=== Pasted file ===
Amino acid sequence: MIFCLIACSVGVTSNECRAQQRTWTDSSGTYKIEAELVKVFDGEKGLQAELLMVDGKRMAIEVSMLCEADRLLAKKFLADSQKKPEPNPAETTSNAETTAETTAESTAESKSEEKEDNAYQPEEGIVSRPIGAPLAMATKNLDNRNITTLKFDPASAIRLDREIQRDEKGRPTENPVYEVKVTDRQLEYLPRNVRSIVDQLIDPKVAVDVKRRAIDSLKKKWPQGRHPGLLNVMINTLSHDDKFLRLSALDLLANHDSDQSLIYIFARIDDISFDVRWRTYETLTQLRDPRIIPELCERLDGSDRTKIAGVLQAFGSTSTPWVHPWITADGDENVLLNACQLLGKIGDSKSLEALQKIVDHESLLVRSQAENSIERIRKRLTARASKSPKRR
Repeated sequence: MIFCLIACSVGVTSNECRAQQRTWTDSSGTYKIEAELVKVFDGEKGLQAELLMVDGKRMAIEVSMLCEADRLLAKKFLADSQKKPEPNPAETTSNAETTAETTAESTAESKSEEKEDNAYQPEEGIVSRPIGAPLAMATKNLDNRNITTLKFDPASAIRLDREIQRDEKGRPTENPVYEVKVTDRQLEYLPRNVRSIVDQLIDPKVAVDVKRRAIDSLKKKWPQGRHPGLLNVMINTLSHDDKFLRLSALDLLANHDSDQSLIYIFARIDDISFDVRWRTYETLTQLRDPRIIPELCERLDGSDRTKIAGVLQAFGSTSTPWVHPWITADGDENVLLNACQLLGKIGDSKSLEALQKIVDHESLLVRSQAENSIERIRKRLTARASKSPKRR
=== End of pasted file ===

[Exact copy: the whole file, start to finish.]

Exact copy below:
Amino acid sequence: MIFCLIACSVGVTSNECRAQQRTWTDSSGTYKIEAELVKVFDGEKGLQAELLMVDGKRMAIEVSMLCEADRLLAKKFLADSQKKPEPNPAETTSNAETTAETTAESTAESKSEEKEDNAYQPEEGIVSRPIGAPLAMATKNLDNRNITTLKFDPASAIRLDREIQRDEKGRPTENPVYEVKVTDRQLEYLPRNVRSIVDQLIDPKVAVDVKRRAIDSLKKKWPQGRHPGLLNVMINTLSHDDKFLRLSALDLLANHDSDQSLIYIFARIDDISFDVRWRTYETLTQLRDPRIIPELCERLDGSDRTKIAGVLQAFGSTSTPWVHPWITADGDENVLLNACQLLGKIGDSKSLEALQKIVDHESLLVRSQAENSIERIRKRLTARASKSPKRR
Repeated sequence: MIFCLIACSVGVTSNECRAQQRTWTDSSGTYKIEAELVKVFDGEKGLQAELLMVDGKRMAIEVSMLCEADRLLAKKFLADSQKKPEPNPAETTSNAETTAETTAESTAESKSEEKEDNAYQPEEGIVSRPIGAPLAMATKNLDNRNITTLKFDPASAIRLDREIQRDEKGRPTENPVYEVKVTDRQLEYLPRNVRSIVDQLIDPKVAVDVKRRAIDSLKKKWPQGRHPGLLNVMINTLSHDDKFLRLSALDLLANHDSDQSLIYIFARIDDISFDVRWRTYETLTQLRDPRIIPELCERLDGSDRTKIAGVLQAFGSTSTPWVHPWITADGDENVLLNACQLLGKIGDSKSLEALQKIVDHESLLVRSQAENSIERIRKRLTARASKSPKRR